3. What makes the answers right? If courts can sometimes get the law wrong, what does it mean to get it right? How can we disbelieve the Chinese government about Chinese law, if Chinese law is just whatever the Chinese government actually does?

As Asher Steinberg points out in the comments, in some societies (like Venezuela or the former Soviet Union), government officials don’t always adhere to formal legal sources. Maybe these particular defendants’ hands were forced by Chinese law; but maybe the Ministry officials just issued them orders, the statute-books be damned. If that’s what the officials did, and if law depends on what officials do, then maybe their secret commands really were the law. (Here Steinberg invokes a great paper by Mikołaj Barczentewicz, to which Will Baude and I are currently at work on a reply.)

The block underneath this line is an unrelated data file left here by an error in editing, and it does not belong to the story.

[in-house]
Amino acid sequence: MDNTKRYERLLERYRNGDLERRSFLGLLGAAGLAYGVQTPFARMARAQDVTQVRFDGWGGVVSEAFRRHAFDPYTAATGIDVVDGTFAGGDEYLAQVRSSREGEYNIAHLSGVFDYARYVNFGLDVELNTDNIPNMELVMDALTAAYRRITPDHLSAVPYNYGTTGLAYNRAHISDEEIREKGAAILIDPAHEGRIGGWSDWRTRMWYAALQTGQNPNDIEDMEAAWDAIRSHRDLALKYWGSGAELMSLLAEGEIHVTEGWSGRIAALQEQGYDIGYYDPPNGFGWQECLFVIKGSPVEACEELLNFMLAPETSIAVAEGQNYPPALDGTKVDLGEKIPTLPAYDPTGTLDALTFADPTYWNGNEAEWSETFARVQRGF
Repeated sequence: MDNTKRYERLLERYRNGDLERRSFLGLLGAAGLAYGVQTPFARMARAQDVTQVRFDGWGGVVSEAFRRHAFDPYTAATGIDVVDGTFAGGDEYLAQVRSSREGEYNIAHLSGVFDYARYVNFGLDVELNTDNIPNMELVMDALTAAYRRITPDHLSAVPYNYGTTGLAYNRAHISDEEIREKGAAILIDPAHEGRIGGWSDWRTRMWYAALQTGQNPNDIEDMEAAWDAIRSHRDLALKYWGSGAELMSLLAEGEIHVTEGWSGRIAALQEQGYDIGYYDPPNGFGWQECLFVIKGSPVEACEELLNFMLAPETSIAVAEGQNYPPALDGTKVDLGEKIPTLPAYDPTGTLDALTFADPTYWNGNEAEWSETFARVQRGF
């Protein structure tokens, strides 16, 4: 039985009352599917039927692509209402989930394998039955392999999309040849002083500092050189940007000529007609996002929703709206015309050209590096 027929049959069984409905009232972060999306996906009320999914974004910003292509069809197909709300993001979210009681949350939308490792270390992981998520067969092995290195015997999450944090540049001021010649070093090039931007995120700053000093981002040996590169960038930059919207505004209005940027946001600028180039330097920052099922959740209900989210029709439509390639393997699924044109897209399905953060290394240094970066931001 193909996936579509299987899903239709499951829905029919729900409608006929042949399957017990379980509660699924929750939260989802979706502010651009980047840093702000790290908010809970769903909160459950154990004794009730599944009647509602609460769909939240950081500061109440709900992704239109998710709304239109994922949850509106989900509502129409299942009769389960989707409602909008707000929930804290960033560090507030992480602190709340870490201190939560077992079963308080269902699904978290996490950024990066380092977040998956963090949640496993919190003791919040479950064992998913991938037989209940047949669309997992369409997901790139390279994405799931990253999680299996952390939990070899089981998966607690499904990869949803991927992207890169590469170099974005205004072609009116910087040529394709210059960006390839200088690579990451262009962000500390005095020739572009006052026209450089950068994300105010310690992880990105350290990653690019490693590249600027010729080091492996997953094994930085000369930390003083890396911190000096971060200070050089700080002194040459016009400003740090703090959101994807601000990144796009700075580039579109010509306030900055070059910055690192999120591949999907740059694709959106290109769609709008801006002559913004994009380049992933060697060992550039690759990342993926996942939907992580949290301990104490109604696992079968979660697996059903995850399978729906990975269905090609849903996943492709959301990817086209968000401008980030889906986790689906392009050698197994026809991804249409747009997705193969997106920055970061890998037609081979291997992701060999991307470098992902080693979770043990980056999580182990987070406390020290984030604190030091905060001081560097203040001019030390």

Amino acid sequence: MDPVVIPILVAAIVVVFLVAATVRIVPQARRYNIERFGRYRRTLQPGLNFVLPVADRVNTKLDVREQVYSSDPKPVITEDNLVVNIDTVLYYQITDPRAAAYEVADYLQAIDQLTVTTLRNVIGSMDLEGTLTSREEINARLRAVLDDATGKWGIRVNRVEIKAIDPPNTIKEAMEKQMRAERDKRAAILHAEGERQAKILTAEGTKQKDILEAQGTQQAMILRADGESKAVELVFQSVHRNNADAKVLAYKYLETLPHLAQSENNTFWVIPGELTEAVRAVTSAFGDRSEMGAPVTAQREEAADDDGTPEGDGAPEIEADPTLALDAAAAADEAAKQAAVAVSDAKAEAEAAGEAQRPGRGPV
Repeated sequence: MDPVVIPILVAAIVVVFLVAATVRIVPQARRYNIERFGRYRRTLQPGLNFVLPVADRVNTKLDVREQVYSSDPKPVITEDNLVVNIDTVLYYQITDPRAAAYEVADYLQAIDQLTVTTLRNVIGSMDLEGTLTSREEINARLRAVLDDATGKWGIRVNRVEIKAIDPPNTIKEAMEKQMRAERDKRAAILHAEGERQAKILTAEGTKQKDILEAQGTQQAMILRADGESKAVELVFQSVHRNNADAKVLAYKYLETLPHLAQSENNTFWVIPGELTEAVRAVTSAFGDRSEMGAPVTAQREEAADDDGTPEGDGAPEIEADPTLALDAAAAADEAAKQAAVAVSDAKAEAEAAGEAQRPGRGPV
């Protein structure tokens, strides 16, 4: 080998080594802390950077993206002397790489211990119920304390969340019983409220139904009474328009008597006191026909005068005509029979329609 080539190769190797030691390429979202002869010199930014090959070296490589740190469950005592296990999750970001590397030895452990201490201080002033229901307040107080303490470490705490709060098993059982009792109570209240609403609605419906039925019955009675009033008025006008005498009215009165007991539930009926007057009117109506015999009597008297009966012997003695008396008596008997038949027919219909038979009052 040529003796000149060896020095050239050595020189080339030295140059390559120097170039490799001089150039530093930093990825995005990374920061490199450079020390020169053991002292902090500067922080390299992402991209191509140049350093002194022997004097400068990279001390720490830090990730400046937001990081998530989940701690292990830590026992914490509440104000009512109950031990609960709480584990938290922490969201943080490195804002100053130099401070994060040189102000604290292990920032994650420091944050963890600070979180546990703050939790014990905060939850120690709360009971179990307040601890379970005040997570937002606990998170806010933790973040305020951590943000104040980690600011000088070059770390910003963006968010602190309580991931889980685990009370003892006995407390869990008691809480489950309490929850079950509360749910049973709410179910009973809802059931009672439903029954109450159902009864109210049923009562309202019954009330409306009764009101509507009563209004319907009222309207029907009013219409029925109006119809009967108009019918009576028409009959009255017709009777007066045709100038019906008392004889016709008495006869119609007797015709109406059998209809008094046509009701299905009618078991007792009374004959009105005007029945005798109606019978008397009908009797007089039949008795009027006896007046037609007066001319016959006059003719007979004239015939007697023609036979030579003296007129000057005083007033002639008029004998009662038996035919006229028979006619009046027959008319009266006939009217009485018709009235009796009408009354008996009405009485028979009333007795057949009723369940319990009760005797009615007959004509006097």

But law is more than what legal officials do. If the defense in the case were just ordinary duress, it wouldn’t matter whether the threats were backed by legal force (or whether, say, Al Capone had told them to fix prices for Vitamin C). Instead, the defense cited “principles of international comity,” which we usually extend to foreign governments as they’re legally constituted, and not to rogue officials on a frolic of their own. If the officials were supposed to be able to order price-fixing, under some applicable statute or common-law doctrine, then it wouldn’t matter so much if their order were secret or open. But if not—if the officials were departing from what everyone else in the Chinese system (judges, experts, law schools, and so on) would describe as Chinese law—then it’s hard to say that what they were doing was really lawful. That’s why we speak of places like the USSR as having had problems with the rule of law: because in those societies, the law wasn’t always what ruled. As far as diplomacy goes, we might want to respect official actions merely under color of law, just to avoid annoying the officials with whose governments we negotiate. Yet we still shouldn’t confuse official actions with the law—either abroad or at home.